Two mega projects are on the drawing board in London - the east-west Crossrail underground link and a bid to host the 2012 Olympic Games.
This week we ask: Should Crossrail be linked with the Olympics?
Lynne Featherstone, Liberal Democrat member of the London Assembly
How can the government even consider hosting the Olympics without Crossrail? Every city that hosts the Olympics grasps the opportunity to build on their transport network with both hands. But not us.
If we show that we are not confident enough to build the Crossrail project on time and within budget, we will send the wrong message to the International Olympic Committee. We are hardly going to look like real players in the bidding war if we admit, before we even start, that we are incapable of successfully implementing a major piece of transport infrastructure for something as big as the Olympics.
And it is not as if London does not need Crossrail!
Arup has estimated 500,000 visitors will move in and around London to Olympic events. In all, 150,000 visitors will travel to the Olympic zone itself - 125,000 of whom will move through central London, placing a huge strain on the transport network. Current plans for transport improvements such as the Jubilee Line upgrade, Channel Tunnel Rail Link and extension of the Docklands Light Railway, do not cater for these visitors.
Linking the construction of Crossrail with the Olympics will ensure that the project does get built in the near future and not get delayed further.
Moreover, giving Londoners a new transport system means that they will get something in return for footing the bill for the Olympics, after 2012.
Coupled with the fact that the Office of the Deputy Prime Minister plans 293,500 new jobs in the Thames Gateway and 95,000 new house holds by 2016, new transport links are essential to relieve the strains on the London's tubes.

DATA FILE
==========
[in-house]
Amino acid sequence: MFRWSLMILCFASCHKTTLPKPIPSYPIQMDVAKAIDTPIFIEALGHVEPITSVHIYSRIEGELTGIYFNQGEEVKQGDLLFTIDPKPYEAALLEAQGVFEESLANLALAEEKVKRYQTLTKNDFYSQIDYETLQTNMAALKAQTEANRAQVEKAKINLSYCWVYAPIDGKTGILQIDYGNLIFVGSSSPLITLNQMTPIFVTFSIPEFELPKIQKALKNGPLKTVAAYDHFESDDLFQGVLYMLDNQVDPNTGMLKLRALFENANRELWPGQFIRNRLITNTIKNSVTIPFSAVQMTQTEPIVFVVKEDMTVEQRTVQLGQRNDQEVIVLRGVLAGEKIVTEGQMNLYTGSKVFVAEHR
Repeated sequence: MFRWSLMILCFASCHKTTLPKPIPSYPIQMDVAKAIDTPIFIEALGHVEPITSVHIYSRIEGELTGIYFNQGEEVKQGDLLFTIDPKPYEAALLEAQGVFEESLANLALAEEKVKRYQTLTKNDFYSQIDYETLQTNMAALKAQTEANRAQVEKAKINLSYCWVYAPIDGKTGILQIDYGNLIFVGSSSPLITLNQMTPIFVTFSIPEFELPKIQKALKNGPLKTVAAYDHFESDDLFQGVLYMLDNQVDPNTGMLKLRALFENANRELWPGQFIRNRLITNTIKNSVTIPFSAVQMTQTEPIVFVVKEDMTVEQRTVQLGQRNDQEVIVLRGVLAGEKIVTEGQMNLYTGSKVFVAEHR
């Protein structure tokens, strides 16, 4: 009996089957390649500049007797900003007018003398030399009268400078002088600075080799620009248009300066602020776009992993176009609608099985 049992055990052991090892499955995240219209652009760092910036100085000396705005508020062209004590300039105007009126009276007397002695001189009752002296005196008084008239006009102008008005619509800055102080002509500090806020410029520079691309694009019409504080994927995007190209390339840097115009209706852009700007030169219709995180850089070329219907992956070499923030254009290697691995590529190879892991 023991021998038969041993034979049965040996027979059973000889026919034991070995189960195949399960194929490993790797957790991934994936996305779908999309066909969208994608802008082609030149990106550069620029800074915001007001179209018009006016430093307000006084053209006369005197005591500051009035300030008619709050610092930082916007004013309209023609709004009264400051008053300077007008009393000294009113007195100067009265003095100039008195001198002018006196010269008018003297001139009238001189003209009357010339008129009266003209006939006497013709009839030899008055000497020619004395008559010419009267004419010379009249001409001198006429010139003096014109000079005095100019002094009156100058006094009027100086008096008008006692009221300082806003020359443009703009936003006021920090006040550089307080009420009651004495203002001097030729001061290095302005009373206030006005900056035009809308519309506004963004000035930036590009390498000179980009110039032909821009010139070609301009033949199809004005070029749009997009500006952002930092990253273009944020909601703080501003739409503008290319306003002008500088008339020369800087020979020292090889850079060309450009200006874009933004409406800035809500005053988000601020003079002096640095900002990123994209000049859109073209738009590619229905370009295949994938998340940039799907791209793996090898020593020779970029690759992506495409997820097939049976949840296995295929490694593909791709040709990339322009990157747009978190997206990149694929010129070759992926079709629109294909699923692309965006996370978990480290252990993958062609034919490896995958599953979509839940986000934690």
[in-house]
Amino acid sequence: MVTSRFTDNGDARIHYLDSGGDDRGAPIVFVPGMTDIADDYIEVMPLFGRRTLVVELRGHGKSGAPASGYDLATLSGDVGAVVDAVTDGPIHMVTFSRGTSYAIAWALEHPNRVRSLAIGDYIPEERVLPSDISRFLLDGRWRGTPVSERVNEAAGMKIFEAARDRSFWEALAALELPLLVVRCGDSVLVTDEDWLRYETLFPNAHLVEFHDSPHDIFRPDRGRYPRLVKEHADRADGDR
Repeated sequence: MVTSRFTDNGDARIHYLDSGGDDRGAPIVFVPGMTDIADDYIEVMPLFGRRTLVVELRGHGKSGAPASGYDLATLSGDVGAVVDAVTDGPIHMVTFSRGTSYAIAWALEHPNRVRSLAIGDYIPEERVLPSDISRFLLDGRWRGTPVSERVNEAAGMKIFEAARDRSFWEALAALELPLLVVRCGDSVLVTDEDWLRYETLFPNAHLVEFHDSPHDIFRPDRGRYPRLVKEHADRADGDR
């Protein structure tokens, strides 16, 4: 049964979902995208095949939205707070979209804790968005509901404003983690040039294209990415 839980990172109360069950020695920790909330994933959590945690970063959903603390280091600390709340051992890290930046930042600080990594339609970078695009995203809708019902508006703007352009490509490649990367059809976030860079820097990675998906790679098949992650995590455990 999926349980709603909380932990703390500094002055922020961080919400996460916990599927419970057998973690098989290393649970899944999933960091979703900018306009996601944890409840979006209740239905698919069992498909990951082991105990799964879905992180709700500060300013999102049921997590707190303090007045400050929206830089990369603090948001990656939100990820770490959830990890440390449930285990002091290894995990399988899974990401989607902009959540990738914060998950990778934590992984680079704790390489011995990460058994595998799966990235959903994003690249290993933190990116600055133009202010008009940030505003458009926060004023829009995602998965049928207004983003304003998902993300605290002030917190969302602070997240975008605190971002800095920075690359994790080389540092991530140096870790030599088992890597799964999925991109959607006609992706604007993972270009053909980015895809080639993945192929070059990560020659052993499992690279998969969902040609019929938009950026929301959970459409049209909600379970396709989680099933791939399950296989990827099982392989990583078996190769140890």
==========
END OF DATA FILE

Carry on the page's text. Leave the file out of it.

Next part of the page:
Peter Head, development director for transport strategy group London Regional Metro
Linking the delivery of Crossrail with just the chance of having the Olympics in London in 2012 will distort and disrupt the advanced planning stage that Crossrail has reached, and add a drop-dead deadline which adds cost.
Crossrail, particularly the core central cross London rail link, is an urgently needed sustainable development project. The first project milestone is commitment from government to go ahead with planning in a defined timescale. The decision to bid for the 2012 Olympic Games has added a significant set of additional milestones to the process.
The Games could proceed without Crossrail's extra east-west rail capacity, if Londoners changed their travel patterns for the duration of the event.
This is a sensible sustainable solution from the Games' funding point of view.
The real issue is whether London can win the Games on this basis.
To win, the government will have to demonstrate that it can deliver facilities in partnership with local authorities and the private sector, and that it has a clear direction on improving transport.
In this respect, Crossrail is the ideal vehicle.
If the government decides not go ahead with Crossrail now it will send all the wrong messages and damage London's chances of winning the Olympics because it will show a government unwilling to get on with key projects. Making a positive decision later will become more difficult because nobody will want construction going on across London during the Games.
If the proposed incremental approach is used, building the core east-west rail link first, the railway would relieve congestion, serve the Olympics and be delivered by the end of 2011.
Crossrail is a 50/50 joint venture company formed by the mayor's transport executive Transport for London and the Strategic Rail Authority to promote and develop two new rail routes through London.
Crossrail line one (Reading to East London) is designed to carry 40,000 passengers per hour with 24 trains running in central London.
Crossrail would be privately financed and cost £10bn to build, including a £3bn contingency.
Crossrail will submit its definitive business plan for an east-west London rail route this week, paving the way for parliament to draw up a hybrid bill giving the go ahead.
A decision on who will host the 2012 Olympics will be made in 2005.
London's chief competition is from Paris and New York.
London's Olympic bid will centre on the run-down Lower Lee Valley area of east London.